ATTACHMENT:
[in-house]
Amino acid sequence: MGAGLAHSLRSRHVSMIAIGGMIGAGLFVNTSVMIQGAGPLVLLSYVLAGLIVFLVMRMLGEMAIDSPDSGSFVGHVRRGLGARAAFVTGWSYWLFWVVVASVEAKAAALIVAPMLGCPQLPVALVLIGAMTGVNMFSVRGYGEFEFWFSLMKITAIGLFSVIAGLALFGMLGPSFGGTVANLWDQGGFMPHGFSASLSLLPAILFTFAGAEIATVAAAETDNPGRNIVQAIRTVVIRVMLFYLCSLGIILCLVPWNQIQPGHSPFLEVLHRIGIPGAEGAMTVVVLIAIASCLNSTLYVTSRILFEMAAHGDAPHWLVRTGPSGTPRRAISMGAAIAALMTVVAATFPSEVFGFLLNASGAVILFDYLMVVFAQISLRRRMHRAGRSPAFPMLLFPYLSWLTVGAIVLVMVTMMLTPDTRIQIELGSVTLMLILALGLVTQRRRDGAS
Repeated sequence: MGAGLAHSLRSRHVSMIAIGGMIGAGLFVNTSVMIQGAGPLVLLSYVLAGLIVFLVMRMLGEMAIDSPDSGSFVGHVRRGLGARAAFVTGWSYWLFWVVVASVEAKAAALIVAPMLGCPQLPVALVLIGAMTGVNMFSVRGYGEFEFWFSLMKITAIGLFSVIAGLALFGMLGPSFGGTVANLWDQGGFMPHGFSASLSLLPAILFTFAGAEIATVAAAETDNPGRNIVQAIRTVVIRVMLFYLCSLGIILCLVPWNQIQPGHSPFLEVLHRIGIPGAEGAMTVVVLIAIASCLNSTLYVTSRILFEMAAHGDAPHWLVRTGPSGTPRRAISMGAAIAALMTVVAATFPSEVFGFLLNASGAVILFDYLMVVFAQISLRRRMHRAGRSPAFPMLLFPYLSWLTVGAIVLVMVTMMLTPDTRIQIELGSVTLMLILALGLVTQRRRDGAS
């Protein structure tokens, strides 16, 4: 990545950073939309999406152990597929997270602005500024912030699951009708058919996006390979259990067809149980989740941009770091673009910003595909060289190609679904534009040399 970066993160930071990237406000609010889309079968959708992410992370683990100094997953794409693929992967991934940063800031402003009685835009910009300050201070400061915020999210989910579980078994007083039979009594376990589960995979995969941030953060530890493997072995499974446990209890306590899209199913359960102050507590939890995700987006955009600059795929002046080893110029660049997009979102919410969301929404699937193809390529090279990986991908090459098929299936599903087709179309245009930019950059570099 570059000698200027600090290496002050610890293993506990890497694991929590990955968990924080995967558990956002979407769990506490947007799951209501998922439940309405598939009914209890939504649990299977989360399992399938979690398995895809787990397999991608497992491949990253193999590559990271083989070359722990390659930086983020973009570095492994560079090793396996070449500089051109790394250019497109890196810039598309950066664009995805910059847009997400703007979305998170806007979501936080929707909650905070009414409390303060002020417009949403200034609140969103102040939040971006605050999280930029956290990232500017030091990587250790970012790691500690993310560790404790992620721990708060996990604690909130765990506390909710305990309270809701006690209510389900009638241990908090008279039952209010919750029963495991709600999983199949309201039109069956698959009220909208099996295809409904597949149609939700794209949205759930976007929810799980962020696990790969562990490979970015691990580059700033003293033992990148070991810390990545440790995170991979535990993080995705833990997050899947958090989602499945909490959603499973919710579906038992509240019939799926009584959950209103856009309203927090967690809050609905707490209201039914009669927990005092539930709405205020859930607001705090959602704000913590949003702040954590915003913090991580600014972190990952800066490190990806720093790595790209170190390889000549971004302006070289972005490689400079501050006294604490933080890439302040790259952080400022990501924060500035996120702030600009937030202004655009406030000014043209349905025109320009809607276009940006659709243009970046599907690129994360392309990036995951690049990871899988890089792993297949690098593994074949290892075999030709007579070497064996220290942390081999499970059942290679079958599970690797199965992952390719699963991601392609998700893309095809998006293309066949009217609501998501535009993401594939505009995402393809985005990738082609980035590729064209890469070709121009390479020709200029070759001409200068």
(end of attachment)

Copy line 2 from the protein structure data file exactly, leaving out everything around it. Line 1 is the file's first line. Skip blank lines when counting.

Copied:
Amino acid sequence: MGAGLAHSLRSRHVSMIAIGGMIGAGLFVNTSVMIQGAGPLVLLSYVLAGLIVFLVMRMLGEMAIDSPDSGSFVGHVRRGLGARAAFVTGWSYWLFWVVVASVEAKAAALIVAPMLGCPQLPVALVLIGAMTGVNMFSVRGYGEFEFWFSLMKITAIGLFSVIAGLALFGMLGPSFGGTVANLWDQGGFMPHGFSASLSLLPAILFTFAGAEIATVAAAETDNPGRNIVQAIRTVVIRVMLFYLCSLGIILCLVPWNQIQPGHSPFLEVLHRIGIPGAEGAMTVVVLIAIASCLNSTLYVTSRILFEMAAHGDAPHWLVRTGPSGTPRRAISMGAAIAALMTVVAATFPSEVFGFLLNASGAVILFDYLMVVFAQISLRRRMHRAGRSPAFPMLLFPYLSWLTVGAIVLVMVTMMLTPDTRIQIELGSVTLMLILALGLVTQRRRDGAS